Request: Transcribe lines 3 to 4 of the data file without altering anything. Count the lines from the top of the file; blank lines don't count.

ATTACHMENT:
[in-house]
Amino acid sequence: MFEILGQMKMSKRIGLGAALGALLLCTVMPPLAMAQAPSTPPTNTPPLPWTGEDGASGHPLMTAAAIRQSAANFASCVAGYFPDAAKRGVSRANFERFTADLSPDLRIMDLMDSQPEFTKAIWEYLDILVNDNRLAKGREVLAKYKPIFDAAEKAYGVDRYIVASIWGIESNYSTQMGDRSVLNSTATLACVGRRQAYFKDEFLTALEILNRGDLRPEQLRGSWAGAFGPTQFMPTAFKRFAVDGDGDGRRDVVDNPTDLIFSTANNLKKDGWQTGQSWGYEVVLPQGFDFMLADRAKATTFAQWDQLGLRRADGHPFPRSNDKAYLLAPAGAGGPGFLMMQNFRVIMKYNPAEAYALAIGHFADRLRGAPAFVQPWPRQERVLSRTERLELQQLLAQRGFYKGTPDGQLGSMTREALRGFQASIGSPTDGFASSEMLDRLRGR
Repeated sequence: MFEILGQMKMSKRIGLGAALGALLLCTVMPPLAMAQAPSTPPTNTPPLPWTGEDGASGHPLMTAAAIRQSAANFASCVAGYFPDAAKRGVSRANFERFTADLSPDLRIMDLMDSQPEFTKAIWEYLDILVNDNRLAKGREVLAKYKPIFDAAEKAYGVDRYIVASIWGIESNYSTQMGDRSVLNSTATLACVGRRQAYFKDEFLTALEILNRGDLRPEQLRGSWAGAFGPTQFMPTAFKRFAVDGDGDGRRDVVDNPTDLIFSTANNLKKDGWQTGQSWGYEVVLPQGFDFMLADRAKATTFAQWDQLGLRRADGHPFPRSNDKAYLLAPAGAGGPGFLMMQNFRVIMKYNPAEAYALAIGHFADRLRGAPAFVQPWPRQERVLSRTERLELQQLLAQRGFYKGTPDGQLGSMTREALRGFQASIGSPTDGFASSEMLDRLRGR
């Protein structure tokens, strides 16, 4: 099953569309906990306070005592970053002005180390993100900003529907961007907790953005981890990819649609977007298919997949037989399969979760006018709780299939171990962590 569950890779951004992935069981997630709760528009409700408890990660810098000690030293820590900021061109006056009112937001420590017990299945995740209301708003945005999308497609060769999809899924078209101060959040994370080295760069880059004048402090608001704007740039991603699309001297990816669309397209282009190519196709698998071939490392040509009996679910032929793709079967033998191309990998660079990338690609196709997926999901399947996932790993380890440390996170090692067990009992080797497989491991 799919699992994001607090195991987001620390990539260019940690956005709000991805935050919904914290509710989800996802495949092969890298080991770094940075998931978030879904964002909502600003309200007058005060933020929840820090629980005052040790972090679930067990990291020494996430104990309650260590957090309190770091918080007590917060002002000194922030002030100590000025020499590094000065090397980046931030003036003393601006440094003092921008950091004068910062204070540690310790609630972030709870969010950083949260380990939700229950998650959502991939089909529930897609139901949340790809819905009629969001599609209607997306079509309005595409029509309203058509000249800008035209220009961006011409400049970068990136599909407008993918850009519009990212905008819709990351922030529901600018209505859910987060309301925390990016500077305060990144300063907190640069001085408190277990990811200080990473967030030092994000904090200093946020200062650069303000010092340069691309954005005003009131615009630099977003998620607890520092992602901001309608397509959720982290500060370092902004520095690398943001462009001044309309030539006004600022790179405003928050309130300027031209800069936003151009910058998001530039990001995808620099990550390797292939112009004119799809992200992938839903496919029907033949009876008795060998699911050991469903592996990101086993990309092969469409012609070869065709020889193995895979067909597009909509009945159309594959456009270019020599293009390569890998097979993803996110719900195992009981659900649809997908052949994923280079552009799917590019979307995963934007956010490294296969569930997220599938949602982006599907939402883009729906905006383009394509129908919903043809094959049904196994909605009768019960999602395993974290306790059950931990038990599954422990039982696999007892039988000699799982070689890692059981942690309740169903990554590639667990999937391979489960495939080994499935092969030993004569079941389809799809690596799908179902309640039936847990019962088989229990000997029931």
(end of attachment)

Repeated sequence: MFEILGQMKMSKRIGLGAALGALLLCTVMPPLAMAQAPSTPPTNTPPLPWTGEDGASGHPLMTAAAIRQSAANFASCVAGYFPDAAKRGVSRANFERFTADLSPDLRIMDLMDSQPEFTKAIWEYLDILVNDNRLAKGREVLAKYKPIFDAAEKAYGVDRYIVASIWGIESNYSTQMGDRSVLNSTATLACVGRRQAYFKDEFLTALEILNRGDLRPEQLRGSWAGAFGPTQFMPTAFKRFAVDGDGDGRRDVVDNPTDLIFSTANNLKKDGWQTGQSWGYEVVLPQGFDFMLADRAKATTFAQWDQLGLRRADGHPFPRSNDKAYLLAPAGAGGPGFLMMQNFRVIMKYNPAEAYALAIGHFADRLRGAPAFVQPWPRQERVLSRTERLELQQLLAQRGFYKGTPDGQLGSMTREALRGFQASIGSPTDGFASSEMLDRLRGR
């Protein structure tokens, strides 16, 4: 099953569309906990306070005592970053002005180390993100900003529907961007907790953005981890990819649609977007298919997949037989399969979760006018709780299939171990962590 569950890779951004992935069981997630709760528009409700408890990660810098000690030293820590900021061109006056009112937001420590017990299945995740209301708003945005999308497609060769999809899924078209101060959040994370080295760069880059004048402090608001704007740039991603699309001297990816669309397209282009190519196709698998071939490392040509009996679910032929793709079967033998191309990998660079990338690609196709997926999901399947996932790993380890440390996170090692067990009992080797497989491991 799919699992994001607090195991987001620390990539260019940690956005709000991805935050919904914290509710989800996802495949092969890298080991770094940075998931978030879904964002909502600003309200007058005060933020929840820090629980005052040790972090679930067990990291020494996430104990309650260590957090309190770091918080007590917060002002000194922030002030100590000025020499590094000065090397980046931030003036003393601006440094003092921008950091004068910062204070540690310790609630972030709870969010950083949260380990939700229950998650959502991939089909529930897609139901949340790809819905009629969001599609209607997306079509309005595409029509309203058509000249800008035209220009961006011409400049970068990136599909407008993918850009519009990212905008819709990351922030529901600018209505859910987060309301925390990016500077305060990144300063907190640069001085408190277990990811200080990473967030030092994000904090200093946020200062650069303000010092340069691309954005005003009131615009630099977003998620607890520092992602901001309608397509959720982290500060370092902004520095690398943001462009001044309309030539006004600022790179405003928050309130300027031209800069936003151009910058998001530039990001995808620099990550390797292939112009004119799809992200992938839903496919029907033949009876008795060998699911050991469903592996990101086993990309092969469409012609070869065709020889193995895979067909597009909509009945159309594959456009270019020599293009390569890998097979993803996110719900195992009981659900649809997908052949994923280079552009799917590019979307995963934007956010490294296969569930997220599938949602982006599907939402883009729906905006383009394509129908919903043809094959049904196994909605009768019960999602395993974290306790059950931990038990599954422990039982696999007892039988000699799982070689890692059981942690309740169903990554590639667990999937391979489960495939080994499935092969030993004569079941389809799809690596799908179902309640039936847990019962088989229990000997029931």